77. Samaei MR, Mortazavi SB, Bakhshi B, Jonidi Jafari
  78. A, editors. Isolation and Characterization of bacteria
  79. degrading n-Hexadecane from soil. 2012 International
  80. Conference on Biological and Life Science; 2012:
  81. IACSIT Press.
  82. Cappello S, Santisi S, Calogero R, Hassanshahian M,
  83. Yakimov M. Characterisation of oil-degrading bacteria
  84. isolated from bilge water. Water, Air, & Soil Pollution
  85. ; 223(6): 3219-26.
  86. Jurelevicius D, Cotta SR, Peixoto R, Rosado AS,
  87. Seldin L. Distribution of alkane-degrading bacterial
  88. communities in soils from King George Island,
  89. Maritime Antarctic. European Journal of Soil Biology
  90. ; 51: 37-44.
  91. Quatrini P, Scaglione G, De Pasquale C, Riela S, Puglia
  92. A. Isolation of Gram-positive n-alkane degraders from
  93. a hydrocarbon-contaminated Mediterranean shoreline.
  94. J Appl Microbiol 2008; 104(1): 251-9.
  95. Plangklang P, Reungsang A. Bioaugmentation of
  96. carbofuran residues in soil using Burkholderia cepacia
  97. PCL3 adsorbed on agricultural residues. International
  98. Biodeterioration & Biodegradation 2009; 63(4): 515-22.
  99. PubMed PMID: 56.
  100. EPA Method 3550c. Ultrasonic Extraction 2007; 17:
  101. -17.
  102. Shojaosadati SA. Industrial biotechnology. Tehran:
  103. Center of Scientific Publications; 2010.
  104. Samaei MR, Mortazavi SB, Bakhshi B, Jafari AJ.
  105. Isolation and Characterization of Bacteria Degrading
  106. n-Hexadecane from Soil. International Proceedings of
  107. Chemical, Biological & Environmental Engineering
  108. ; 40.
  109. Bernardez L. A rotating disk apparatus for assessing
  110. the biodegradation of polycyclic aromatic hydrocarbons
  111. transferring from a non-aqueous phase liquid to
  112. solutions of surfactant Brij 35. Bioprocess and
  113. Biosystems Engineering 2009; 32(3): 415-24. PubMed
  114. PMID: 218.
  115. Hassanshahian M, Ahmadinejad M, Tebyanian H,
  116. Kariminik A. Isolation and characterization of alkane
  117. degrading bacteria from petroleum reservoir waste
  118. water in Iran (Kerman and Tehran provenances).
  119. Marine Pollution Bulletin. 2013.
  120. Atlas RM. Microbial hydrocarbon degradation—
  121. bioremediation of oil spills. Journal of Chemical
  122. Technology and Biotechnology 1991; 52(2): 149-56.
  123. Cunha CD, SGF L. GASOLINE BIODEGRADATION
  124. IN DIFFERENT SOIL MICROCOSMS. Brazilian
  125. Journal of Microbiology 2000; 31: 45-9.
  126. Watanabe k, Hamamura N. Molecular and physiological
  127. approaches to understanding the ecology os pollutant
  128. degradation. Curr Opin Biotechnol 2003; 14(3): 289-95.
  129. PubMed PMID: 685.
  130. Rahman PK, Gakpe E. Production, characterisation and
  131. applications of biosurfactants-Review. 2008.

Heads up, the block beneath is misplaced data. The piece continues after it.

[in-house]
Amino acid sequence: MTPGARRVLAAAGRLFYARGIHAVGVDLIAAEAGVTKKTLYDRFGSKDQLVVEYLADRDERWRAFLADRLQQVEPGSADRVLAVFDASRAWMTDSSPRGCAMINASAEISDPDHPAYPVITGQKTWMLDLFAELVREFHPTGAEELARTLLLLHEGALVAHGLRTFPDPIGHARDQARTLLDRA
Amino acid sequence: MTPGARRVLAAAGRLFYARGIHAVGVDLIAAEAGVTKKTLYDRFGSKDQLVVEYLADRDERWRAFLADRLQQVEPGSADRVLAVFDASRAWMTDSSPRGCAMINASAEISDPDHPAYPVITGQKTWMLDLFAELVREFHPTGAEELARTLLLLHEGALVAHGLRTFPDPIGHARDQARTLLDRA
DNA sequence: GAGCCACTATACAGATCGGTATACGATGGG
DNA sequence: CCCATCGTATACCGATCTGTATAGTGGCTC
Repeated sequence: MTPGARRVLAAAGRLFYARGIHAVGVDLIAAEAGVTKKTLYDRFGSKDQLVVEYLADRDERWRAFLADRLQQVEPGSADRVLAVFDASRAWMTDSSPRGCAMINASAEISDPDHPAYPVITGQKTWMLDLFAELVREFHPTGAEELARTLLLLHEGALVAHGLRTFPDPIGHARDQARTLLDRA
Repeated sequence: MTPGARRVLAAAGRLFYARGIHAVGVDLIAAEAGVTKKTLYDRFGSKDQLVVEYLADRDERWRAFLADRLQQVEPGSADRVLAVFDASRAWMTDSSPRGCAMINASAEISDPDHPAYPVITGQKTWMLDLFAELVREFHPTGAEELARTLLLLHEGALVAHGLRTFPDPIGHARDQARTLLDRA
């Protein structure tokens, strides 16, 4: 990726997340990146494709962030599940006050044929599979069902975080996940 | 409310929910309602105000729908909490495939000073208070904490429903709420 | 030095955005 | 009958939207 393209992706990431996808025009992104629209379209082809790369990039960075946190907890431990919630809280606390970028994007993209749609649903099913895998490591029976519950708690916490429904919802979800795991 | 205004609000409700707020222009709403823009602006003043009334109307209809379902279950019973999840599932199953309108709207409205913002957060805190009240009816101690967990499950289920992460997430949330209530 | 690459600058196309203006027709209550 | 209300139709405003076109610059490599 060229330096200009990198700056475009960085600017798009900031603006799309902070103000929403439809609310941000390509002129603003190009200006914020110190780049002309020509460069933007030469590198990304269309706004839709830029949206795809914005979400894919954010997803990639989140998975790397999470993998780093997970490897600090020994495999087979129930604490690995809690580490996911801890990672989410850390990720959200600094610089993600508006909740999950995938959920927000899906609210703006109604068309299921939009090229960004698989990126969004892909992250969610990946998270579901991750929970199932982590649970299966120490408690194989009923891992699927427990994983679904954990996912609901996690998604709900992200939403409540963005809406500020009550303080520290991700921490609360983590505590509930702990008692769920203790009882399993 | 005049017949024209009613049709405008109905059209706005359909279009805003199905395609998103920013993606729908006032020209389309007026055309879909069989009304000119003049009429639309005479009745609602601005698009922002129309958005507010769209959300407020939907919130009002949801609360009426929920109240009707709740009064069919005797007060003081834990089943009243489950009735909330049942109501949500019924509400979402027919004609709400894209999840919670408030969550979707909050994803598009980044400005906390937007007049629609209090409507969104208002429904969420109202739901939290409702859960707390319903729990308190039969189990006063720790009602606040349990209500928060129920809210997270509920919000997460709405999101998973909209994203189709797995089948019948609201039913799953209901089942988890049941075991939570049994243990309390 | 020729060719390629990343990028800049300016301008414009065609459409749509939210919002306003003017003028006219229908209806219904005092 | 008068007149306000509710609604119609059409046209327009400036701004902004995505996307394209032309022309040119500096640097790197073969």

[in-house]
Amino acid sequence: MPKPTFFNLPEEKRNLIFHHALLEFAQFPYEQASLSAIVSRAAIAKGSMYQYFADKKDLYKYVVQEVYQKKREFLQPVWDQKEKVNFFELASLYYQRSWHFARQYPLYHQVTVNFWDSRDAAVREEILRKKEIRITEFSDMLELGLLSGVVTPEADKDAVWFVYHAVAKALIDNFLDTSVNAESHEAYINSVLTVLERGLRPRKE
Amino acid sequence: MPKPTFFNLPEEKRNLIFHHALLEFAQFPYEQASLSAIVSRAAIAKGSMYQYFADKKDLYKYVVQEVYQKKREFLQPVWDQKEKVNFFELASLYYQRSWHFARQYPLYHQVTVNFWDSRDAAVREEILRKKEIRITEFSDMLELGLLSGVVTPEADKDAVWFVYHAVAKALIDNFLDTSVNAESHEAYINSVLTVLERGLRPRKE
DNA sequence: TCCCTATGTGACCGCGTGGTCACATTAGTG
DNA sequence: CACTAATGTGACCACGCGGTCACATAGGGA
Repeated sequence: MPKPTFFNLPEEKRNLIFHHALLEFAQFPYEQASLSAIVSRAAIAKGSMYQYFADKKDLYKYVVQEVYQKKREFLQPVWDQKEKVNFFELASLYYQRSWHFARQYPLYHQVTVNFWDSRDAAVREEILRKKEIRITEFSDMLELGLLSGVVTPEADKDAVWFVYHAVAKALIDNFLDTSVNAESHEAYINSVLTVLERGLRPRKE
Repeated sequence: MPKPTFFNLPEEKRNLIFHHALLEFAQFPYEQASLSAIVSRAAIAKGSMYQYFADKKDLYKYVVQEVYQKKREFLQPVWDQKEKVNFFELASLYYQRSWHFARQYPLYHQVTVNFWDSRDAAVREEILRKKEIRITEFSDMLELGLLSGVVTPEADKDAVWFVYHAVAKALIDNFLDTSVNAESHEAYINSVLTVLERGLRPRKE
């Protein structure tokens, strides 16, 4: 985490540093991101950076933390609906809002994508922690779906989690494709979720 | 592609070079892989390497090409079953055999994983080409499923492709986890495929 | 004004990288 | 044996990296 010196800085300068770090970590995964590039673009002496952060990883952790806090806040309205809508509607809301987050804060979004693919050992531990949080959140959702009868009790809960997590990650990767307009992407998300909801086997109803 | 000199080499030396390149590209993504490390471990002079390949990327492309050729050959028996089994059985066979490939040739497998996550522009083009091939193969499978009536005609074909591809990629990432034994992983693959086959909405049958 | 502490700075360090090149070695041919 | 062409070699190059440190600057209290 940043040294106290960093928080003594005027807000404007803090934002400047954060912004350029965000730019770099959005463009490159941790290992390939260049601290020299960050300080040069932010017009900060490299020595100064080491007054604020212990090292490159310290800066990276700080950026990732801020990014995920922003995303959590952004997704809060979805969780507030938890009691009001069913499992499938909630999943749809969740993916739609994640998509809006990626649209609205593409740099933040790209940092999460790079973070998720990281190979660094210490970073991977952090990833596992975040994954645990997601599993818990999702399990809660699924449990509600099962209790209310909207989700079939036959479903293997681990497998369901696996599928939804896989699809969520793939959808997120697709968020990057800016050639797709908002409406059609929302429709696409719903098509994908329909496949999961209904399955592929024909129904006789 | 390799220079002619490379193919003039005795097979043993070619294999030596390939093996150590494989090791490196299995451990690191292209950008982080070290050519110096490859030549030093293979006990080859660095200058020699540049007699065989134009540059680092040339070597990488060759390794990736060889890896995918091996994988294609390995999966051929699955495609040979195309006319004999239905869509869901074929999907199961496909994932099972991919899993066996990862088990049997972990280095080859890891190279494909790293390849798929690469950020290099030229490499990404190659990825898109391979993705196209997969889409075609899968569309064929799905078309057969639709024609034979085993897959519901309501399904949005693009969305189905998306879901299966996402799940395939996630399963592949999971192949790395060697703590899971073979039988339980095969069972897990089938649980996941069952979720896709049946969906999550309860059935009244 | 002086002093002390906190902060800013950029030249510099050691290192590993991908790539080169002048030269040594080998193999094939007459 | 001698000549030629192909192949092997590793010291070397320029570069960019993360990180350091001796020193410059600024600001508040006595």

132. Muthusamy K, Gopalakrishnan S, Ravi TK,
  133. Sivachidambaram P. Biosurfactants: properties,
  134. commercial production and application. Current
  135. Science 2008; 94(6): 736-47.
  136. Vasileva-Tonkova E, Galabova D, Stoimenova E,
  137. Lalchev Z. Characterization of bacterial isolates from
  138. industrial wastewater according to probable modes of
  139. hexadecane uptake. Microbiological Research 2008;
  140. (4): 481-6.
  141. Roy R, Greer CW. Hexadecane mineralization and
  142. denitrification in two diesel fuel-contaminated soils.
  143. FEMS Microbiology Ecology 2000; 32(1): 17-23.
  144. PubMed PMID: 137.
  145. Dashti N, Al-Awadhi H, Khanafer M, Abdelghany
  146. S, Radwan S. Potential of hexadecane-utilizing
  147. soil-microorganisms for growth on hexadecanol,
  148. hexadecanal and hexadecanoic acid as sole sources of
  149. carbon and energy. Chemosphere 2008; 70(3): 475-9.
  150. PubMed PMID: 131.
  151. Gomes EB, Silva RF, Rosado AS, Pereira Jr N.
  152. Biotreatment of diesel waste by sequencing batch
  153. bioreactor operation mode (SBR). International Biodeterioration & Biodegradation 2010; 64(5): 413-7.
  154. Venkata Mohan S, Prasanna D, Purushotham
  155. Reddy B, Sarma P. Ex situ bioremediation of pyrene
  156. contaminated soil in bio-slurry phase reactor operated
  157. in periodic discontinuous batch mode: Influence of
  158. bioaugmentation. International Biodeterioration &
  159. Biodegradation 2008; 62(2): 162-9.
  160. Li H, Zhang Y, Kravchenko I, Xu H, Zhang CG.
  161. Dynamic changes in microbial activity and community
  162. structure during biodegradation of petroleum
  163. compounds: a laboratory experiment. Journal of
  164. Environmental Sciences 2007; 19(8): 1003-13.
  165. Fierer N, Jackson RB. The diversity and biogeography
  166. of soil bacterial communities. Proc Nati Acad Sci U S
  167. A 2006; 103(3): 626-31.
  168. Lauber CL, Hamady M, Knight R, Fierer N.
  169. Pyrosequencing-based assessment of soil pH as a
  170. predictor of soil bacterial community structure at the
  171. continental scale. Appl Environ Microbiol 2009; 75(15):
  172. -20.
  173. Partovinia A, Naeimpoor F, Hejazi P. Carbon content
  174. reduction in a model reluctant clayey soil: Slurry phase
  175. n-hexadecane bioremediation. J Hazard Mater 2010;
  176. (1–3): 133-9.
  177. Ratkowsky D, Olley J, McMeekin T, Ball A.
  178. Relationship between temperature and growth rate of
  179. bacterial cultures. J Bacteriol 1982; 149(1): 1-5.
  180. Farrell J, Rose A. Temperature effects on
  181. microorganisms. Annu Rev Microbiol 1967; 21(1):
  182. -20.
  183. Juneson C, Ward OP, Singh A. Biodegradation of bis(2-
  184. ethylhexyl)phthalate in a soil slurry-sequencing batch
  185. reactor. Process Biochemistry 2001; 37(3): 305-13.
  186. PubMed PMID: 153.
  187. Giordano A, Stante L, Pirozzi F, Cesaro R, Bortone G.
  188. Sequencing batch reactor performance treating PAH
  189. contaminated lagoon sediments. J Hazard Mater 2005;
  190. (1–3): 159-66.